Led by Paul Johnston, artist-lecturer in music history, the course is designed to build the students' intuitive understanding of historical styles and interpretive decisions. The first in the series of upcoming online courses, Repertoire & Listening gives the community access to a course previously available only to Carnegie Mellon students.

Read more about the new program at http://www.cmu.edu/news/archive/2009/September/sept21_communitymusicschool.shtml. To register, contact Coordinator of Special Music Programs Daniel Barrett at 412-268-3667 or dbarrett@andrew.cmu.edu.

News Briefs

  • Two ensembles from the School of Music are featured on Professor of Composition Leonardo Balada's latest opera recording, "La Muerte de Colón" (The Death of Columbus), released Sept. 1 on the Naxos Classical Music Label. Balada's 10th CD highlights the Carnegie Mellon Philharmonic and the Carnegie Mellon Repertory Chorus, led by Robert Page, the Paul Mellon University Professor of Music and director of choral and opera studies. For more: http://www.cmu.edu/news/archive/2009/September/sept21_baladas.shtml
  • This year's International Festival, "What's Happening to Diplomacy?," is slated for Oct. 8-10. The Office of International Education has launched a new awards program to recognize Carnegie Mellon projects and research that contribute to the festival's theme. Students, faculty and student organizations are encouraged to apply for these $500 grants to fund projects that continue to advance the festival's theme throughout the academic year. Applications must be received by 4 p.m., Wednesday, Oct. 1. More information is available at http://www.studentaffairs.cmu.edu/oie/newsandevents/internationalfestival/saturday.html.
  • Payroll Services will have a representative located in Warner Hall at Cash Operations from 9 a.m. to 2 p.m. today and tomorrow. Employees will be able to pick up payroll checks and complete I-9 forms at this temporary location. Payroll Services' normal hours and location in the UTDC Building will resume on Monday, Sept. 28.
  • At a pre-G-20 media event, Carnegie Mellon President Jared Cohon, University of Pittsburgh Chancellor Mark Nordenberg and UPMC President Jeffrey Romoff discussed Pittsburgh's transformation to a knowledge-based economy and the role higher education and medicine have played in the region's success. Howard Fineman from Newsweek moderated the panel on Monday at Soldiers and Sailors Memorial in Oakland. View the panel discussion at http://www.youtube.com/watch?v=I1pCGCAlks8.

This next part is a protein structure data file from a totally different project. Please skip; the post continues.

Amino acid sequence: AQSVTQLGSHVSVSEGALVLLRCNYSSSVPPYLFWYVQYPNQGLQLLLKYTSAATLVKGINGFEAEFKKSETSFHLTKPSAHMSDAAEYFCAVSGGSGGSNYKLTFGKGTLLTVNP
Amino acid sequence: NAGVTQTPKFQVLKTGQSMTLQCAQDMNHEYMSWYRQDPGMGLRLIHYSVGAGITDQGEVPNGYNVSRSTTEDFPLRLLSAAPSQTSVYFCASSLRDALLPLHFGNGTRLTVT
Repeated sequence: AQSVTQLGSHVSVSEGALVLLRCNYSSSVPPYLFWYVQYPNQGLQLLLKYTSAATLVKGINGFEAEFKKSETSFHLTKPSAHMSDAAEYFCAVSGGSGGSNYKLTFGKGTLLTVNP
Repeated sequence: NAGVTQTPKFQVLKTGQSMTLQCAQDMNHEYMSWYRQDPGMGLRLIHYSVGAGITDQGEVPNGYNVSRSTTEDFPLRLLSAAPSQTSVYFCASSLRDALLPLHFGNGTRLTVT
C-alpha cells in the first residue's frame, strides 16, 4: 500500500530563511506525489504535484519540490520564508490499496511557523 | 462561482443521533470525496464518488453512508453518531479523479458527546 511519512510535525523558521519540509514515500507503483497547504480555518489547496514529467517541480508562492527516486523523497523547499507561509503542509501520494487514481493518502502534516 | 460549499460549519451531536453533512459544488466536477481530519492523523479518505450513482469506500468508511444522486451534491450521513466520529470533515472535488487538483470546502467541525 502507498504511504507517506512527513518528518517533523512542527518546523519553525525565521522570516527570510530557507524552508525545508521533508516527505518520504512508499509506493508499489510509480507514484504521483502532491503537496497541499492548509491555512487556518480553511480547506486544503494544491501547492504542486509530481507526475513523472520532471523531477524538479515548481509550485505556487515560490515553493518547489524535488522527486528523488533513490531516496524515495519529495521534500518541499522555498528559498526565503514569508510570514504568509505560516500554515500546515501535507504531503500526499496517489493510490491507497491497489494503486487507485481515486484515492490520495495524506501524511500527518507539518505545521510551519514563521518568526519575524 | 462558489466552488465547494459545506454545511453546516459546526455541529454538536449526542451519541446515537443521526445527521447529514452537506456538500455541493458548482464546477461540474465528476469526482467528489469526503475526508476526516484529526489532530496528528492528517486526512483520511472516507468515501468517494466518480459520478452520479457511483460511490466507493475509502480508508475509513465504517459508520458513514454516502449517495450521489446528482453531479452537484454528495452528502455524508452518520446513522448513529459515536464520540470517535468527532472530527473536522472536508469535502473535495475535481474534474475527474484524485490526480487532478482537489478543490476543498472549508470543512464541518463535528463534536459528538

Personal Mention

  • Karen R. Schnakenberg, teaching professor of rhetoric and professional writing in the English Department, is an invited speaker at the Association for Computing Machinery (ACM) Special Interest Group on Design of Communication (SIGDOC) Conference Oct. 5-7. Schnakenberg will discuss the challenge of preparing students to move successfully into the current workplace equipped with the necessary skills to understand and meet the challenges of emerging and evolving media and users.
  • Carnegie Mellon English Professor Hilary Masters will be reading from and signing copies of his two new books from 4:30 to 6 p.m., Tuesday, Oct. 6 at the Carnegie Mellon Bookstore. He will be reading and signing a book of short stories titled "How the Indians Buried Their Dead," and a book of essays titled "In Rooms of Memory." Both books were released this month. 

For more events, visit http://my.cmu.edu/site/events.

For daily news updates, visit http://www.cmu.edu/news/news-notes/index.shtml.

Connect with Internal Communications on Twitter at http://www.twitter.com/CMUnews.

The "8 1/2 x 11 News" is published weekly by the Internal Communications Team. To submit news of campus interest, email Abby Ross at abbyross@andrew.cmu.edu.

For current issues of the 8 1/2 x 11, visit http://www.cmu.edu/news/news-notes/weekly/2009/index.shtml. For past years' issues of the 8 1/2 x 11, visit http://www.cmu.edu/news/weekly/index.shtml.